Some basic premises I’ll be starting from:

  • Every creature wants, first and foremost, to survive. If it’s seriously wounded (by my definition, reduced to 40 percent of its maximum hit points or fewer—you may prefer a different threshold), it will try to flee. Exceptions are (a) fanatics or (b) intelligent beings who believe they’ll be hunted down and killed if they do flee.

  • A creature with Intelligence of 7 or less operates purely from instinct. That doesn’t mean it uses its features ineffectively, only that it has one preferred modus operandi and isn’t going to be able to adjust if it stops working. A creature with Intelligence of 8 to 11 is unsophisticated in its tactics and largely lacking in strategy, but it can tell when things are going wrong and adjust to some degree. A creature with Intelligence of 12 or higher can come up with a good plan and coordinate with others; it probably also has multiple ways of attacking and/or defending and knows which is better in which situation. A creature with Intelligence of 14 or higher can not only plan but also accurately assess its enemies’ weaknesses and target accordingly.
  • A creature with Wisdom of 7 or less has an underdeveloped survival instinct and may wait too long to flee. A creature with Wisdom of 8 to 11 knows when to flee but is indiscriminate in choosing targets. A creature with Wisdom of 12 or higher will choose targets carefully and may even refrain from combat in favor of parley if it recognizes that it’s outmatched. A creature with Wisdom of 14 or higher chooses its battles carefully and fights only when it’s sure it will win (or will be killed if it doesn’t fight).
  • Physical abilities influence fighting styles. Low-Strength creatures, whatever their Dexterity and Constitution, will always try to compensate with numbers; if their numbers are reduced enough, they’ll scatter. Low-Constitution creatures, whatever their Strength or Dexterity, will prefer to attack from hiding. Low-Dexterity creatures, whatever their Strength or Constitution, will need to choose their battles carefully: since their ability to avoid damage is poor, they’ll want some sort of compensatory advantage. High-Strength, high-Constitution, low-Dexterity creatures are brutes that will welcome a close-quarters slugfest. High-Strength, low-Constitution, high-Dexterity creatures will use stealth and go for big-damage sneak attacks. Low-Strength, high-Dexterity, high-Constitution creatures are scrappy. Low-Strength, high-Dexterity, low-Constitution creatures will snipe at range. If all three physical abilities are low, a creature will seek to avoid fighting altogether unless it has some sort of advantage; if it’s intelligent, it may lay traps.
  • Creatures that rely on numbers have an instinctive sense of how many of them are needed to take down a foe. Usually this will be at least 3 to 1. This sense is not perfect, but it’s accurate given certain base assumptions (which player characters may defy). The smarter a creature is, the more it will account for such things as its target’s armor, weaponry and behavior; the stupider it is, the more it will base its estimate solely on size.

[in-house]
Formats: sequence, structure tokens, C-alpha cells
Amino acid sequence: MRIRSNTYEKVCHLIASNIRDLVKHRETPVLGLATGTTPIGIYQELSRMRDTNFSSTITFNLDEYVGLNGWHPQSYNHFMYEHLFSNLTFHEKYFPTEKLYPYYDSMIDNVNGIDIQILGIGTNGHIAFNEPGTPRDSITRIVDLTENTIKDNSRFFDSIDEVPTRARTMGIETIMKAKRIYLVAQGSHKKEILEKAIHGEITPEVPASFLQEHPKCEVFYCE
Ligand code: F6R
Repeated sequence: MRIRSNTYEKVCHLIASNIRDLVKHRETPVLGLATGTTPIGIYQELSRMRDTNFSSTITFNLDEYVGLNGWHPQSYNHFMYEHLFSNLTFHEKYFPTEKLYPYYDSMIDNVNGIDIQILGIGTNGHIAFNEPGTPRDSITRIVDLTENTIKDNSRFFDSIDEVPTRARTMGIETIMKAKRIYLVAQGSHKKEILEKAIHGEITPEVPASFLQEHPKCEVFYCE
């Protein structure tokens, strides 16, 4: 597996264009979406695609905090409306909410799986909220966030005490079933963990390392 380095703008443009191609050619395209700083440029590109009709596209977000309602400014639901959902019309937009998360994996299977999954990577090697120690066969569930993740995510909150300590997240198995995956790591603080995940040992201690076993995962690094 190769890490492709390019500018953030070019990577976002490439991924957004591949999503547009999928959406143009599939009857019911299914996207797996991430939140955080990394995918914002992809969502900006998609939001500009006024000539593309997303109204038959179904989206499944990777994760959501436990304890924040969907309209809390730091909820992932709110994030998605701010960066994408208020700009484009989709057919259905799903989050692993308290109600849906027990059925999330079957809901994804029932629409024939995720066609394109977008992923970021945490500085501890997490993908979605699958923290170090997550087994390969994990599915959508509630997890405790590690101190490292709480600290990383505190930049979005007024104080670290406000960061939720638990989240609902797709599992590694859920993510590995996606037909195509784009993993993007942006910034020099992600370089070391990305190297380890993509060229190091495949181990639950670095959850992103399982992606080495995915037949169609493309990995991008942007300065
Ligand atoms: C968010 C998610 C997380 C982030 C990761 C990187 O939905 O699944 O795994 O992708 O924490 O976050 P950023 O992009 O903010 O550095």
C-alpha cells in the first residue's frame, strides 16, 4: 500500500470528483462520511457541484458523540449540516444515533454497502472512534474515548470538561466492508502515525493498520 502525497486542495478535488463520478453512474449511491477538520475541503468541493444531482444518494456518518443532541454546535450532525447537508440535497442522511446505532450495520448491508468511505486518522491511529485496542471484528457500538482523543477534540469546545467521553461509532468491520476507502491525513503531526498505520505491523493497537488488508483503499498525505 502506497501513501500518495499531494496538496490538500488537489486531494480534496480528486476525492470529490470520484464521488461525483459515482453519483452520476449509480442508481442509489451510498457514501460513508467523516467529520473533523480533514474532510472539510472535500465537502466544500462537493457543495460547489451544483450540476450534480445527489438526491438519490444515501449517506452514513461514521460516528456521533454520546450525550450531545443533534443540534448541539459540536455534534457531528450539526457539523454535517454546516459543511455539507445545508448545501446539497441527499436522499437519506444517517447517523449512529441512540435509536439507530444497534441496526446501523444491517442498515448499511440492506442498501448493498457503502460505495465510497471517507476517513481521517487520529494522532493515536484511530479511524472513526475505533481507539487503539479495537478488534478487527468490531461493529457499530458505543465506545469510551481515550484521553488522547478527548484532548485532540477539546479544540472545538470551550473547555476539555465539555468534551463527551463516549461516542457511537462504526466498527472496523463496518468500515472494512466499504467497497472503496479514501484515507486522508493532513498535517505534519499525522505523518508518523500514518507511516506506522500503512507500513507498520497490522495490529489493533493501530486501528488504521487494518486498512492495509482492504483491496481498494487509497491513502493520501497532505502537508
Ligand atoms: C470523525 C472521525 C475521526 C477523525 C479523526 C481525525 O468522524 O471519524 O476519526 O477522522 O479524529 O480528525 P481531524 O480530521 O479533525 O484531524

• A creature with a feature that gives it an advantage (or gives its enemy a disadvantage) will always prefer to use that feature. If it can’t, it may even shun a battle altogether. On average, an advantage or disadvantage is worth approximately ±4 on a d20 roll; with midrange target numbers, it can be worth as much as ±5. It can turn a 50/50 chance into 3-to-1 odds, or 3-to-1 odds into 15-to-1 odds . . . or the reverse. Advantage and disadvantage are a big deal.
  • A creature with a feature that requires a saving throw to avoid will generally favor this feature over a simple attack, even if the expected damage may not be as great. This is because the presumption of an attack action is failure, and the burden is on the attacker to prove success; the presumption of a feature that requires a saving throw is success, and the burden is on the defender to prove failure. Moreover, attacks that miss do no damage at all, ever; features that require saving throws often have damaging effects even if the targets make their saves.
  • In Dungeons and Dragons, fifth edition, unless otherwise specified, any creature gets one action and up to one bonus action in a combat round, plus movement and up to one reaction. Any creature that exists in the D&D 5E game world will have evolved in accordance with this rule: it will seek to obtain the best possible result from whatever movement, actions, bonus actions and reactions are available to it. If it can combine two of them for a superior outcome, it will. I’ll refer to this principle as “action economy.”
  • Alignment matters. Good creatures will tend to be friendly by default, neutral creatures indifferent, and evil creatures hostile—but lawful creatures, even lawful good creatures, will be hostile toward chaotic creatures causing ruckus, and nearly all creatures, regardless of alignment, are territorial to some degree or another. Intelligent lawful monsters may try to capture and either imprison or enslave characters whom intelligent chaotic monsters would simply kill.

This article has 2 comments

  1. Pingback: Premissas para monstros | Covil

  2. drMisc Reply

    Dude well done!

    This is a great summary of how to run monsters in D&D,and should be considered required reading for any new DM.

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